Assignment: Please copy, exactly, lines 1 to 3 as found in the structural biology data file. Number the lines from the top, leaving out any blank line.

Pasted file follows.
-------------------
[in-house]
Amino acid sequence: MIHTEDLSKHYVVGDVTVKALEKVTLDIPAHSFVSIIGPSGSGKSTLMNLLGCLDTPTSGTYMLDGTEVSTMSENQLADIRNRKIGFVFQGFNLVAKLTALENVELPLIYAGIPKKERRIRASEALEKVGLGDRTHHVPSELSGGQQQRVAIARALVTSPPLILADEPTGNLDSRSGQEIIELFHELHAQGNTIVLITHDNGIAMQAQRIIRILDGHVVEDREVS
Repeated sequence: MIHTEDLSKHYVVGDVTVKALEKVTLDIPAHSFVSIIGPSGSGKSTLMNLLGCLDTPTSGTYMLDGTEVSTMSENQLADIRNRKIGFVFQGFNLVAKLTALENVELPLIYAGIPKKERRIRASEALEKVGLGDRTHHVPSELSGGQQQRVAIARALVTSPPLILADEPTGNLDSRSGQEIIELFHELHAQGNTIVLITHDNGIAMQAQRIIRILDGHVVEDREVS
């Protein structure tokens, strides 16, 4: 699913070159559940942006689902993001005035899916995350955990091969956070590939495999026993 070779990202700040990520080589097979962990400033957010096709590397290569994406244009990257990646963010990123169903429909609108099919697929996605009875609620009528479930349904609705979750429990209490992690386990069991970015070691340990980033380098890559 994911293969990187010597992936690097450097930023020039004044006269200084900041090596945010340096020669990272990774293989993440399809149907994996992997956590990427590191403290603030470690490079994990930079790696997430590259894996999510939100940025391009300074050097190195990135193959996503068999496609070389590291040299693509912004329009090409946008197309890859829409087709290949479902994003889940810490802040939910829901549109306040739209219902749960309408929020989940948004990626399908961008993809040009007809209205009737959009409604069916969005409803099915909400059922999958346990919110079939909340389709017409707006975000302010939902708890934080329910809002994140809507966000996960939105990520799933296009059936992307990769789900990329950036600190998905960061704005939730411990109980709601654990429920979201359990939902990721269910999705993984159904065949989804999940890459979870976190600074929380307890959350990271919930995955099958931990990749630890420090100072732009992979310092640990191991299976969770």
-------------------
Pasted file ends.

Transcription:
[in-house]
Amino acid sequence: MIHTEDLSKHYVVGDVTVKALEKVTLDIPAHSFVSIIGPSGSGKSTLMNLLGCLDTPTSGTYMLDGTEVSTMSENQLADIRNRKIGFVFQGFNLVAKLTALENVELPLIYAGIPKKERRIRASEALEKVGLGDRTHHVPSELSGGQQQRVAIARALVTSPPLILADEPTGNLDSRSGQEIIELFHELHAQGNTIVLITHDNGIAMQAQRIIRILDGHVVEDREVS
Repeated sequence: MIHTEDLSKHYVVGDVTVKALEKVTLDIPAHSFVSIIGPSGSGKSTLMNLLGCLDTPTSGTYMLDGTEVSTMSENQLADIRNRKIGFVFQGFNLVAKLTALENVELPLIYAGIPKKERRIRASEALEKVGLGDRTHHVPSELSGGQQQRVAIARALVTSPPLILADEPTGNLDSRSGQEIIELFHELHAQGNTIVLITHDNGIAMQAQRIIRILDGHVVEDREVS